Side-by-side presentation of the Zeppelin NT pilot's (left) and copilot's (right) views.

Usage instruction

The system consists of two "aircraft":

The pilot uses a special variant of the c172p, c172p-pilot. The pilot needs to specify the callsign of the copilot (other copilots will be ignored). For the Zeppelin NT the aircraft names are ZLT-NT and ZLT-NT-copilot, respectively.

In the current version the pilot and copilot can select each other in their Co/Pilot selection dialogs available from the "Zeppelin NT/c172p-dual-control"->"MP-(Co)Pilot" menus.

Alternatively the relevant properties can be set from the command line or via the property browser.

Pilot usage example:

fgfs --aircraft=c172p-pilot --prop:/sim/remote/pilot-callsign="someone" 

The copilot uses a special "aircraft", c172p-copilot, which piggybacks on the designated pilot and captures the local control inputs. A current limitation is that only the cockpit views are jitter free. There is also a noticeable delay between control inputs and effect, since they are passed via the the multiplayer protocol. The severity of this delay depend on round trip time and some other factors - the delay seems significantly longer than the round trip time itself which is due to buffering in the MP protocol receiver. That said, I have flown successfully as copilot in a setup with 100-120ms round trip time between both pilot and server and copilot and server (total delay >500ms). Landing is a bit exciting in that case, however.

Copilot usage example:

fgfs --aircraft=c172p-copilot --prop:/sim/remote/pilot-callsign="anybody"

Note: External views are jitter prone for the copilot.

Developer information

Cquote1.png Normally the only Nasal available will be loaded from the model xml. The -set is effectively a placeholder for an invisible craft as you'll be sitting inside someone else's MP aircraft. The normal -set file isn't loaded at all. All properties need to be transmitted over MP, so if /instrumentation/cdu/serviceable is missing it'll need to be sent. It's a really strange concept that all of the normal stuff isn't where it usually is. It took me a while to figure out this for the F-14 RIO which I think is done in the same way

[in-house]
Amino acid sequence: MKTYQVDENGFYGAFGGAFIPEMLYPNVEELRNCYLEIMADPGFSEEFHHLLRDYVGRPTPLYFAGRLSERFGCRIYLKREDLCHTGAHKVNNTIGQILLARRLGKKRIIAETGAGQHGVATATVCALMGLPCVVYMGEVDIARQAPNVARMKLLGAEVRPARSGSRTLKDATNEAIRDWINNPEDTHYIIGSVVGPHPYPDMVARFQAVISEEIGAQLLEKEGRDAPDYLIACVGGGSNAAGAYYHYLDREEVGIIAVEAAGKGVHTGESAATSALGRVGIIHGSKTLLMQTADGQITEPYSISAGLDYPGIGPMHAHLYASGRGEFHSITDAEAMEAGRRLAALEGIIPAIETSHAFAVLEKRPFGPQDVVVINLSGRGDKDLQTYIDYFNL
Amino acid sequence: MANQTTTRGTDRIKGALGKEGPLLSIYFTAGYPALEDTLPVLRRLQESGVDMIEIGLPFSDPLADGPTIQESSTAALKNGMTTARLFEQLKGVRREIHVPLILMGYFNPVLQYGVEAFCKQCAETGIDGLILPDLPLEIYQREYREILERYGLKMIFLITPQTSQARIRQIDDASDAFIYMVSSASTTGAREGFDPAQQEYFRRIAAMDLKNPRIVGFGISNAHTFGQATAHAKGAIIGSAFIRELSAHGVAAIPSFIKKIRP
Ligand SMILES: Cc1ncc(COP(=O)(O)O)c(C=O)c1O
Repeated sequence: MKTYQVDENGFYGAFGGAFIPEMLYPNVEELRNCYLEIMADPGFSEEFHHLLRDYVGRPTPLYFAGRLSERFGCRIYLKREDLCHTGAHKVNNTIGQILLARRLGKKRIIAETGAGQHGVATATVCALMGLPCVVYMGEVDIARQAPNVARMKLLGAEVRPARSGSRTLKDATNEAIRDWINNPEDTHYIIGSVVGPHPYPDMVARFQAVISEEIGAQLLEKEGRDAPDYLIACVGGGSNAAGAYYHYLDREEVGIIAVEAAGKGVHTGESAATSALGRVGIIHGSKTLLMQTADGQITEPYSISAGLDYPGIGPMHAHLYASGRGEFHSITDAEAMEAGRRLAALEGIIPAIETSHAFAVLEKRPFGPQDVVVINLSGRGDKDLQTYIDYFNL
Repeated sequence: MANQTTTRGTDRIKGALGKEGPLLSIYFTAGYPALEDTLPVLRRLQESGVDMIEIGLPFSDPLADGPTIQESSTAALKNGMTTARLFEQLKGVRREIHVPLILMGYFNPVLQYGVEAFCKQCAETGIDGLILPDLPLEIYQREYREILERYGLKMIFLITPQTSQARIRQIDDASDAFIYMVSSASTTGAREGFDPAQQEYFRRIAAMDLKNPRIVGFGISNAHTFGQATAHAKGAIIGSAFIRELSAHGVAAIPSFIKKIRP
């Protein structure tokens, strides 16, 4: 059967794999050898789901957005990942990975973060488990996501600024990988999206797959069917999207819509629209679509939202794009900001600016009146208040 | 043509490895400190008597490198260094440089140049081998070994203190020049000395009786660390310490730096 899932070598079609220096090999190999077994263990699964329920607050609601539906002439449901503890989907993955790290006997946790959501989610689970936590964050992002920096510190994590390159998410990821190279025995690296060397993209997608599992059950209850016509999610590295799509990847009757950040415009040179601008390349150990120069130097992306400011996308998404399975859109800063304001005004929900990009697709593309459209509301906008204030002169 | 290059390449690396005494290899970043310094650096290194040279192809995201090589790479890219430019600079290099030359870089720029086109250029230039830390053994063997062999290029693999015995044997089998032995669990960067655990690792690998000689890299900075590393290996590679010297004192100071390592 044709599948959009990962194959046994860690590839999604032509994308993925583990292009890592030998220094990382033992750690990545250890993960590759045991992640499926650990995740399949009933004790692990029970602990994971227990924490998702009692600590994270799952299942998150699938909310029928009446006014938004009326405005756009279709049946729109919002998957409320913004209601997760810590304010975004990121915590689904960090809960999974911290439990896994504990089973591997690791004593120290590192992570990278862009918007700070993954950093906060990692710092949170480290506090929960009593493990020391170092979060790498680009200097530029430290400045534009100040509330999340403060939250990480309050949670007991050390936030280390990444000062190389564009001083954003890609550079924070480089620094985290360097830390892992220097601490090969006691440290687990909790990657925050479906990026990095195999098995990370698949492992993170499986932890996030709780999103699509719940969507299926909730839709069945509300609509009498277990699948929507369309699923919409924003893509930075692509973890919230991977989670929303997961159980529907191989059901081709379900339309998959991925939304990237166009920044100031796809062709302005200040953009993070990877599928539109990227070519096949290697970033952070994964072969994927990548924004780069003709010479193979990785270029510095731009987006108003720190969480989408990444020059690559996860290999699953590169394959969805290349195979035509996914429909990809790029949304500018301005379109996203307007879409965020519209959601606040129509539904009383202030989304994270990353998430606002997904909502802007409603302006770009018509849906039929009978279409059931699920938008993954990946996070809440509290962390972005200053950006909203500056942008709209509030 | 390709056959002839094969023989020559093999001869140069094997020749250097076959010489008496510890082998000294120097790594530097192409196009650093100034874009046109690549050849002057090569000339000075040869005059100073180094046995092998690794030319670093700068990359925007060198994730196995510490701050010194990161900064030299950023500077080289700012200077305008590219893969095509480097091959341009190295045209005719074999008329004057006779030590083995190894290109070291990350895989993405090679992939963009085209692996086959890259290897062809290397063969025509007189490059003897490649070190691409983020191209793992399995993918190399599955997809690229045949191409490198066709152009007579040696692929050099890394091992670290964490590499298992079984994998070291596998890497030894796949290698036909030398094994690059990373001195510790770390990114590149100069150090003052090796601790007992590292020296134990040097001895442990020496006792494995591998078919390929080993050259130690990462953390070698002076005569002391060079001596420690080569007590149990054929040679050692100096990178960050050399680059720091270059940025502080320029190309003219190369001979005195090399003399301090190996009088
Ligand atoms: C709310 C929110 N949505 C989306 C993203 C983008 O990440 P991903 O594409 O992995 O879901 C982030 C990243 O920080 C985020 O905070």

— Richard (Apr 17th, 2016). Re: Dual control for Boeing 777.
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Cquote1.png it's roughly like this.

The nasal modules in f-14b-bs-set.xml are loaded and do the work of connecting the RIO to the pilot's aircraft. However the mp-network cannot be loaded until the model is loaded (can't remember exactly why, but it has to be done this way). So the approach to take is to ensure that you use /sim/multiplay/generic/float or /sim/multiplay/generic/int (0..19 of each) to share the important properties over mp. This is the easiest way. If you look at the F-14 you'll see that a whole heap of animations and gauges are connected to the multiplay properties, because these will work either when flying or as an MP aircraft. If you don't want to change the animations then a nasal module inside the co-pilot to copy the multiplay/generic into the right place will work. See backseat instruments for an example of how this is done.

It gets more difficult if you need to transmit more than the permitted amount of parameters (40). Then you either have to start packing using bits, or use one of the string parameters to share the rest. Using the string parameters (as in the F-14 and the F-15) is quite inefficient and it is something that I'm working on fixing so that we have much better interaction between the front and back seats - but the first thing I'll do is to get the key properties transmitted using ints or floats, and then do the rest probably using the Emesary multiplayer bridge that I'm working on.
— Richard (Apr 17th, 2016). Re: Dual control for Boeing 777.
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The main part of the Dual Control system is a set of generic Nasal modules and modified instrument files that form the core of the networked shared control functionality. See the link below for some more information.

External links